Pep Guardiola may be one of the greatest architects of elite teams the sport has ever seen, but his highly particular projects still require the finest of materials in order to stand. Thankfully, Manchester City offers him an almost unlimited budget with which to shop for parts. This has allowed the club to acquire a squad that is close to perfect. At nearly every single position, Guardiola has one and sometimes even two or three hand-picked players capable of giving his tactical setup exactly what it needs. There remains, however, one glaring exception to this, a crucial position at which City lacks even a single great, natural option, which keeps Guardiola from building his team’s top floor somewhere up near the clouds. It’s this limitation that defines Man City’s season, and it’s also what makes the club’s campaign so cool.
The shortcoming I’m referring to is at center forward. The pursuit of a world-class goalscorer has long been a preoccupation for City’s leadership, going back to the latter stages of Sergio Agüero’s prime. This search reached its most pressing point over the summer, when Agüero left the club. In looking to replace the Argentine as the club’s finisher-in-chief, City aimed high, going after renown penalty-box killers Harry Kane and Cristiano Ronaldo. Ultimately City failed on both counts, though, and rather than settling for a cheaper substitute, the club decided to hold out for something better in the future. In the interim, they’d need to make do with what they had.
With only one natural striker (Gabriel Jesus, who’s coincidentally played more as a winger this season) in the squad, Guardiola has had to improvise this season. His solution has been to rotate his ungodly amount of attacking midfield-types in the center forward position. The result isn’t perfect, but it has been fantastic nonetheless.
Each of Phil Foden, Bernardo Silva, Jack Grealish, Raheem Sterling, Riyad Mahrez, and Ferran Torres have spent time moonlighting as the sharp point of City’s spear this season, each interpreting the position in different ways. Torres, before getting hurt and then leaving for Barcelona in the winter transfer window, proved the most orthodox striker of the lot, scrapping with center backs and making runs in behind like a born poacher. Bernardo has been the least striker-like, nominally starting high and centrally but spending the vast majority of his time roaming elsewhere. (Though City’s makeshift strikers are all often called “false 9s” by dint of playing out of position, Bernardo is the only one who really performs the role.) The ever-versatile Foden has been the most complete and regularly used option at the position, lending even further support to the idea that his impending superstardom will soon come no matter which of his several different positions he decides to specialize in. Regardless of who Guardiola has turned to at center forward, City has been able to dominate games and create chances and, most importantly, score actual goals to turn that dominance into victories.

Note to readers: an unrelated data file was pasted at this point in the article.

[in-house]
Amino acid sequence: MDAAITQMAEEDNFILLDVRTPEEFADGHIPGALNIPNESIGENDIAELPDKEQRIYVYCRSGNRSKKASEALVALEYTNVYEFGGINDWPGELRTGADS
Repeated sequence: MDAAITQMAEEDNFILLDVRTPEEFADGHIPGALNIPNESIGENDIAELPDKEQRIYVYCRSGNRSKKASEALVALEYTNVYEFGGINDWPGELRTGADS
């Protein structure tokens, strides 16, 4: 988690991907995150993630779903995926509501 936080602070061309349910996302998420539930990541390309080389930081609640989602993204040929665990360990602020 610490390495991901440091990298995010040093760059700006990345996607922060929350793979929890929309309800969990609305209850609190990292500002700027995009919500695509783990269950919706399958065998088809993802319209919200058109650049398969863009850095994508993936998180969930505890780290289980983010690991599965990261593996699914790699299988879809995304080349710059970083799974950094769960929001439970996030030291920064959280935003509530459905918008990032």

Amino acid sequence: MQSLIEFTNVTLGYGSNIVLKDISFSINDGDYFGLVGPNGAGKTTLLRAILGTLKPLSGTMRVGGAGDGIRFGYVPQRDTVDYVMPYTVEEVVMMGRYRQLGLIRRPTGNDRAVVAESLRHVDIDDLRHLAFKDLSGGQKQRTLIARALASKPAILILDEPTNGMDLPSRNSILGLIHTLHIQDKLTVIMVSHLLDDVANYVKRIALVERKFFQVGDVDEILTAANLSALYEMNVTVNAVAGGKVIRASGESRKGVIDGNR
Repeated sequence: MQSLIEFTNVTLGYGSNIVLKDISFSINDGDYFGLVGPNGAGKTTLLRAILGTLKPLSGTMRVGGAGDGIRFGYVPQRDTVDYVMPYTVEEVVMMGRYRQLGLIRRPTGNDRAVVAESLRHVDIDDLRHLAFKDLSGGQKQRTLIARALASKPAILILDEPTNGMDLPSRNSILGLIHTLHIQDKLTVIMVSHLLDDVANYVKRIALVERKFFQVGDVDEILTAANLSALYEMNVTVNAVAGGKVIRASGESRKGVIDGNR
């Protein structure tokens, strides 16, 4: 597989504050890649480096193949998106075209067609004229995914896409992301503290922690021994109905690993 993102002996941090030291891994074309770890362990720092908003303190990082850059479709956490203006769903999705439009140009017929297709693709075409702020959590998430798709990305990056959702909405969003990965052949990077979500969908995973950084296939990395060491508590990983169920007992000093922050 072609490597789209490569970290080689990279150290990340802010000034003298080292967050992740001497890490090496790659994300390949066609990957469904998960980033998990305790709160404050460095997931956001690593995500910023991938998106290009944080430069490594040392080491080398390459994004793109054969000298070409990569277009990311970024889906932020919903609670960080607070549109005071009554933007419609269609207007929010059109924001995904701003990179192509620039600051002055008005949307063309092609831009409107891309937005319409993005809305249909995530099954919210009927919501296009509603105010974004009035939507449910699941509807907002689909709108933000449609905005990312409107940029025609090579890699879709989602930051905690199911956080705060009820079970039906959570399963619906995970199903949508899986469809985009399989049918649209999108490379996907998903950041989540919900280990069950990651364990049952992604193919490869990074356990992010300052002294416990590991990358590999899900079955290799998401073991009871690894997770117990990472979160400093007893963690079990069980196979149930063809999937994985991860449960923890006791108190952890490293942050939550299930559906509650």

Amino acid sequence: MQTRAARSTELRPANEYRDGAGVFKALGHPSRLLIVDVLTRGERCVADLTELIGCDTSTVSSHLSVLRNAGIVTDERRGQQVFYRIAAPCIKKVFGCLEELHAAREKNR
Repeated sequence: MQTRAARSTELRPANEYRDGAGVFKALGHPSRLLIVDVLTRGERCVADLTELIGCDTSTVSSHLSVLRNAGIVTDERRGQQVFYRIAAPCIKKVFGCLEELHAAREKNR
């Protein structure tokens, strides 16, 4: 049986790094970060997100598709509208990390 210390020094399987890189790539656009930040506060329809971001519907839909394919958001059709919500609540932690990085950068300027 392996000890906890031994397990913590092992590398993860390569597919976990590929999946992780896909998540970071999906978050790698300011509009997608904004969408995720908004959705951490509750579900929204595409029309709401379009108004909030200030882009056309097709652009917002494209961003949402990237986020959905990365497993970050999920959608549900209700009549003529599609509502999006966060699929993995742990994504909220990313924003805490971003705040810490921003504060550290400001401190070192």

Man City’s FA Cup win against Southampton over the weekend was a good demonstration of what the Sky Blues’ non-traditional strategy has looked like in action. On one hand, City ended the game in a comfortable position. City’s players scored all five of the match’s goals—putting four past Southampton keeper Fraser Forster, but also gifting the Saints an own goal on the other end—in a game that always looked like a City victory in the making. On the other hand, during the first hour of play City struggled to convert the chances it regularly created, due in part to the absence of a dead-eyed finisher up top.
Sterling opened the scoring in the 12th minute, but between that strike, Laporte’s equalizing own goal just before halftime, and Kevin De Bruyne’s go-ahead penalty in the 62nd minute, City had trouble manifesting its control of the match on the scoreboard. Grealish started the match at center forward. Unsurprisingly, almost all his good work came outside of the penalty area, where he’s more accustomed to playing. Even still, City did manage to chip in those two goals to gain and then reestablish the lead, after which substitutes Foden and Mahrez stepped in to turn what had been a tight match into a laugher by the final whistle.
This has been the case in Premier League play, too. City’s 68 goals scored are second only to Liverpool’s 75. Whereas the Reds’ goals have centralized amongst its three highest scorers (Mohamed Salah, Diogo Jota, and Sadio Mané have combined for 45 goals, 60 percent of the team’s overall figures), City’s are much more distributed (no Citizen has scored more than 10 goals individually). Without a single goalscoring specialist, City has had to rely upon the contributions of a bevy of players who are capable of but not especially great at scoring. This is part of what makes the club’s season so impressive, its ability to conjure a goalscoring monster out of shadows and teamwork. It’s also what makes the team vulnerable—should City lose the league title to Liverpool, it will largely come down to this shadow monster’s inability to strike opponents with the same impact as a bodily monster could.
Necessity is the mother of invention, and creativity is defined as much by limitation as freedom. The need for goals has led Guardiola and City’s non-striker strikers to get creative with their plans and talents. I do hope that Erling Haaland becomes a Manc in the summer and gives the club a truly perfect roster, if only to see just how perfect “perfection” really is. But I’m also glad they’ve had to make do this year without Kane or Ronaldo or anyone else who could make the job of winning titles easier and more direct. The work has been undoubtedly harder, but that’s what makes it worthwhile.